Such recognitions have their pitfalls, and I have identified some of them in talking about The Trojan Women. We always risk error in bringing the distant person close to us; we ignore differences of language and of cultural context, and the manifold ways in which these differences shape one’s inner world. But there are dangers in any act of imagining, and we should not let these particular dangers cause us to admit defeat prematurely, surrendering before an allegedly insuperable barrier of otherness.

When I was out in the rural areas of Rajasthan, visiting an education project for girls, I asked the Indian woman who ran the project (herself an urban woman with a Ph.D.) how she would answer the frequent complaint that a foreigner can never understand the situation of a person in another nation. She thought for a while and said finally, “I have the greatest difficulty understanding my own sister.”

There are barriers to understanding in any human relationship. As Proust said, any real person imposes on us a “dead weight” that our “sensitivity cannot remove.” The obstacles to understanding a sister may in some instances be greater than those to understanding a stranger. At least they are different. All we can do is trust our imaginations, and then criticize them (listening if possible to the critical voices of those we are trying to understand), and then trust them again. Perhaps out of this dialectic between criticism and trust something like understanding may eventually grow. At least the product will very likely be better than the obtuseness that so generally reigns in international relations.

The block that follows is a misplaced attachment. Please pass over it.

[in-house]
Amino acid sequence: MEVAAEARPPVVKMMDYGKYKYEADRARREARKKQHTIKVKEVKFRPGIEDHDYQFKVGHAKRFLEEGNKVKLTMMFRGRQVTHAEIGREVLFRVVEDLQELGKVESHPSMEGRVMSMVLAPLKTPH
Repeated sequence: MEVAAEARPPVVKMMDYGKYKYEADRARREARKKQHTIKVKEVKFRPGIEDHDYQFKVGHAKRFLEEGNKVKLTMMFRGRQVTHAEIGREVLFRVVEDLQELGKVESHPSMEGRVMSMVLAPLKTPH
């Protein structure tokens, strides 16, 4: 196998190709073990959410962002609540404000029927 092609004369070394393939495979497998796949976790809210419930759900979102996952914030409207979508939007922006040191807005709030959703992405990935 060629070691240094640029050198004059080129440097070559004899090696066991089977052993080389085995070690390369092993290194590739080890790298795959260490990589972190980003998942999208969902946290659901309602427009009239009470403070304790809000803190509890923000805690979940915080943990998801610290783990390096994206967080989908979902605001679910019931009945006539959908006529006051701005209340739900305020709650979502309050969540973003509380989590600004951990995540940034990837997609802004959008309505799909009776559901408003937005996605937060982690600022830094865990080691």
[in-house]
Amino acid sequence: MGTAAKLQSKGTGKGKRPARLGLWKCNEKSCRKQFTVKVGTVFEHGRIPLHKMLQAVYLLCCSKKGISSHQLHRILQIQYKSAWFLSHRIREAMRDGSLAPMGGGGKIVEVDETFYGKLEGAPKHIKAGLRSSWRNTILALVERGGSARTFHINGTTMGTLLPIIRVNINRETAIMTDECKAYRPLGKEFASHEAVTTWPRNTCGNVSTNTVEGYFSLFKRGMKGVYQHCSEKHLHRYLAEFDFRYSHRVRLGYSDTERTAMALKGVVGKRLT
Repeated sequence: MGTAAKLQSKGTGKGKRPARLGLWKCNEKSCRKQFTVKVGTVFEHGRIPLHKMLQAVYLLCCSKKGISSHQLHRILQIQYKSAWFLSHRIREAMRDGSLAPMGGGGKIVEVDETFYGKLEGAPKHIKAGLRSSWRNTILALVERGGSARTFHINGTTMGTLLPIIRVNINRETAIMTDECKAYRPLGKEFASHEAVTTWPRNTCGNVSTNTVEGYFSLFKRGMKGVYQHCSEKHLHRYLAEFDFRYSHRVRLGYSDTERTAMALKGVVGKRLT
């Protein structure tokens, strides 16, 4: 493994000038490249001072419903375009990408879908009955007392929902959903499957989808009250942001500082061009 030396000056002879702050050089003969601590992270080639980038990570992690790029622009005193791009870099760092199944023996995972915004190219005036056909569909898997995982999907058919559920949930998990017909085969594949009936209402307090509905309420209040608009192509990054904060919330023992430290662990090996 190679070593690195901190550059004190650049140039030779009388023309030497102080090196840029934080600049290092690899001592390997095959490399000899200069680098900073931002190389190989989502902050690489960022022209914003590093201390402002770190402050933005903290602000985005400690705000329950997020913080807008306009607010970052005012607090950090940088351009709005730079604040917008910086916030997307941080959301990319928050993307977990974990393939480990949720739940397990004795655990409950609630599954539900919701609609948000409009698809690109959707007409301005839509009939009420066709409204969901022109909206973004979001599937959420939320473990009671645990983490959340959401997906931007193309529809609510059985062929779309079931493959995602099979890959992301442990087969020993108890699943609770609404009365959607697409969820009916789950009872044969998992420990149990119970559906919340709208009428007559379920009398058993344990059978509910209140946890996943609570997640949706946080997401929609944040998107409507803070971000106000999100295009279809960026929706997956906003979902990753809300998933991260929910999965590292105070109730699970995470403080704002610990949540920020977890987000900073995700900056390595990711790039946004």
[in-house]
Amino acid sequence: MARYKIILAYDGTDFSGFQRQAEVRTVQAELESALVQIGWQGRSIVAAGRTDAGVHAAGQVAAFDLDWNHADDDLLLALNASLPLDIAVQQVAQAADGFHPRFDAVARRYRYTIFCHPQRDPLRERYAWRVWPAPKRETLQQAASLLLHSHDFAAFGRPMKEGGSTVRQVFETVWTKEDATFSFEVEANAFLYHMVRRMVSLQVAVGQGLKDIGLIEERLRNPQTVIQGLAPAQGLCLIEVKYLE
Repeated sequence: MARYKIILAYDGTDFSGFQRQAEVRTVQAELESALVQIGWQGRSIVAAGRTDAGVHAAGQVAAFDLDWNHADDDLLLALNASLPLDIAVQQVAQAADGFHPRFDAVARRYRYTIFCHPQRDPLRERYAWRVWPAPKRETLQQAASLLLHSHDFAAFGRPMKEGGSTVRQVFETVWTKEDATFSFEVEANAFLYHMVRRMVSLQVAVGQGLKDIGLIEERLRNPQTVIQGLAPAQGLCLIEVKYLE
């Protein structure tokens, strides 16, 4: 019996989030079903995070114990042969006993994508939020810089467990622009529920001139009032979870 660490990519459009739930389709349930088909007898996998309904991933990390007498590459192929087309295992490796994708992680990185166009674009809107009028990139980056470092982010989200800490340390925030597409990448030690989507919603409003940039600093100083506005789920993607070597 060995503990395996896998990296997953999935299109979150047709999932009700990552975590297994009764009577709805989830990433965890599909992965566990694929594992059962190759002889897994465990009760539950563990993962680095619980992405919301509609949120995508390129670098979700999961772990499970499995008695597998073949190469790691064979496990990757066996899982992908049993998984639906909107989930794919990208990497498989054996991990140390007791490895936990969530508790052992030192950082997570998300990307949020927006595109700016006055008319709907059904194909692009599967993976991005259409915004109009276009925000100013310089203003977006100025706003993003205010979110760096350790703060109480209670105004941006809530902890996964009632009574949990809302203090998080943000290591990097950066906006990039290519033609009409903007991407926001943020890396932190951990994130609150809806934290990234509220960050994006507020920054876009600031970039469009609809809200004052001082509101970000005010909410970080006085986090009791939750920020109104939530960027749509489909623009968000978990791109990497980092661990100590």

As Euripides knew, terror has this good thing about it: it makes us sit up and take notice. Tragic dramas can’t precisely teach anything new, since they will be moving only to people who at some level already understand how bad these predicaments are. But they can awaken the sleepers by reminding them of human realities they are neglecting in their daily political lives.